“We have been traveling to the provinces telling people to understand this is not a religious conflict,” said Guerekonyame-Gbango. “This is contributing some tolerance, although many people, including Christians, have taken up arms. This is regrettable.”
 
Roman Catholic Archbishop Dieudonne Nzapalainga of the Bangui Archdiocese has welcomed Imam Omar Kobine Layama, president of the country’s Islamic Community, to live with him in the church compound.
“I live alongside him and I ask Christians to do likewise,” Nzapalainga said in a statement Tuesday (Feb. 18) for Caritas, the international relief organization. “Love should be a characteristic of Christians. You can’t call yourself a Christian if you kill your brother. You can’t call yourself a Christian when you hunt him down.”
Last week, CAR interim President Catherine Samba-Panza said she was “going to war” with the Anti-Balaka, who she described as having replaced a “sense of their mission” with warfare and killings.

6/21/2013

#Egypt Cuts Diplomatic Ties to #Syria #Morsi

The Egyptian government has announced it’s severing all ties to the Syrian government and backing the rebel fight seeking to oust Bashar al-Assad. On Saturday, Egyptian President Mohamed Morsi told supporters he’s closing the Syrian embassy in Cairo and recalling his government’s envoy from Damascus.

--> Egyptian President Mohamed Morsi: "The Syrian people are facing a campaign of extermination and planned ethnic cleansing, fed by regional and international states who do not care for the Syrian citizen. The people of Egypt support the struggle of the Syrian people, materially and morally. And Egypt — its nation, leadership and army — will not abandon the Syrian people until it achieves its rights and dignity."

In his comments, Morsi also
 called on the international community to enforce a no-fly zone over Syria and urged all Hezbollah members fighting alongside Assad’s forces to return to Lebanon. In response, the Syrian government said Morsi has joined the "conspiracy and incitement led by the United States and Israel against Syria." The U.S. has denied pressuring Egypt on Syria.

5/03/2013

World Press Freedom Day

Journalists who have died while pursuing their trade have been remembered on the 20th annual World Press Freedom day.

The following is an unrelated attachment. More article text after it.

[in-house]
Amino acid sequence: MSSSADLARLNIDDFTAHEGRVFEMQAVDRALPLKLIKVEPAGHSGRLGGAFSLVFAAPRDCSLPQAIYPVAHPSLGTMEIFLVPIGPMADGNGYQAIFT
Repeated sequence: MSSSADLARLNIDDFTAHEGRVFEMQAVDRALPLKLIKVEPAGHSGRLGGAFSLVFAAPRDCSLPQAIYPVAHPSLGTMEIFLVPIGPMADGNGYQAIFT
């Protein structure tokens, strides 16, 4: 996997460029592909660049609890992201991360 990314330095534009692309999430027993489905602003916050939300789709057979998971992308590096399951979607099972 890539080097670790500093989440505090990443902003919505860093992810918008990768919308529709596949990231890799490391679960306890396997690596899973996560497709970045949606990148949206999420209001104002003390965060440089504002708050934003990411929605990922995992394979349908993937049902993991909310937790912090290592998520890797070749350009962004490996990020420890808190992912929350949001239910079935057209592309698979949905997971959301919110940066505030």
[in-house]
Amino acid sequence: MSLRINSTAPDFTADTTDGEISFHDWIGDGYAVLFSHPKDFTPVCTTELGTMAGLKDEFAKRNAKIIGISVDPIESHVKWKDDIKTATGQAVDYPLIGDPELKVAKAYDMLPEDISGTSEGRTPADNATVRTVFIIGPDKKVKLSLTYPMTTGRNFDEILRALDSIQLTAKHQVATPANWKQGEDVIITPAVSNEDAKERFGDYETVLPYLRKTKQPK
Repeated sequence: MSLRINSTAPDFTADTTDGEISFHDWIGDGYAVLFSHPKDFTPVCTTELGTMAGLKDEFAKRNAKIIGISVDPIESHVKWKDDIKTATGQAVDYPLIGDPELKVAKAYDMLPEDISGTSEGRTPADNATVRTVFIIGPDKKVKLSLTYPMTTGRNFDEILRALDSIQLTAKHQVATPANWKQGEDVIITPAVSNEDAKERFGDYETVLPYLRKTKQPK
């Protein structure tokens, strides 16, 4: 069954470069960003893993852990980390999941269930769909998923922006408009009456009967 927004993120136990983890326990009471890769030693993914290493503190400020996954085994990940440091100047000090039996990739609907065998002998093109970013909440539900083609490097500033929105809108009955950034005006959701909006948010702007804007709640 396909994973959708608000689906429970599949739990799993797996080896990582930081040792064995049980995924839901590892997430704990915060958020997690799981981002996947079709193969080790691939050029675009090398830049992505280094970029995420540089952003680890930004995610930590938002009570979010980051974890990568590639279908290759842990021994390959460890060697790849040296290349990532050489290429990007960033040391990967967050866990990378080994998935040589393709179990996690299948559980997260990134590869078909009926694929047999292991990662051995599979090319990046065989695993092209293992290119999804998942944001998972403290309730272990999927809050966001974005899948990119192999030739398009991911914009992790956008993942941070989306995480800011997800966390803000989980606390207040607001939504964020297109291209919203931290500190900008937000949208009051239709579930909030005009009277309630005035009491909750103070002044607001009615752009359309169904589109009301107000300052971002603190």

In Mexico supporters rallied for crime reporter Regina Martinez. The correspondent for news magazine Proceso was found beaten and strangled to death in her home in Xalapa, in eastern Veracruz state in 2012.
Last month, Jorge Antonio Hernandez Silva was sentenced to 38-years in prison for her murder during an apparent botched robery.
But colleagues of Ms Martinez maintain that she was killed because of her journalistic work.
Meanwhile American Marie Colvin and Mika Yamamoto of Japan have been named “World Press Freedom Heroes” by the International Press Institute.
They are among 39 journalists killed in the Syrian conflict last year.
Those who have been incarcerated because of their work by authoritarian regimes are also being remembered, such as the 16 journalists kidnapped in Iran recently.
UN secretary General Ban Ki-moon, praised members of the media and spoke of a new inter-governmental plan to protect them: “There is more that we can do, including greater protections through the rule of law. I urge all involved to do their utmost to translate the words of the plan into actions on the ground that will create a safer environment for the press.”
There have been some good news stories for press freedom however.
For example, since last month people in Myanmar have access to private daily newspapers for the first time in half a century.

4/13/2013

#North_Korean Missile Test Delayed by #Windows 8

PYONGYANG (The Borowitz Report)—North Korea’s official news agency announced today that the military’s planned missile test had been put on hold because of “problems with Windows 8.”
Intelligence analysts said that the announcement gave rare insight into the inner workings of North Korea’s missile program, which until last year had been running on Windows 95. 



The announcement from the Korean Central News Agency (KCNA) did not indicate a new scheduled time for a missile test, saying only that it was “working with Windows 8 support to resolve the issue.”
In the words of one intelligence analyst, “That means the test has been delayed indefinitely.”




A source close to the North Korean regime reported that Supreme Leader Kim Jong-un is furious about the Windows 8 problems and is considering a number of options, including declaring war on Microsoft.

3/31/2013

#FreeMahienour 'Never lose faith in the revolution' #Egypt



Mahienour El-Massry, a leading member of the Revolutionary Socialists in Alexandria, Egypt, spoke to Socialist Worker about the ongoing revolution and the role that women have played in it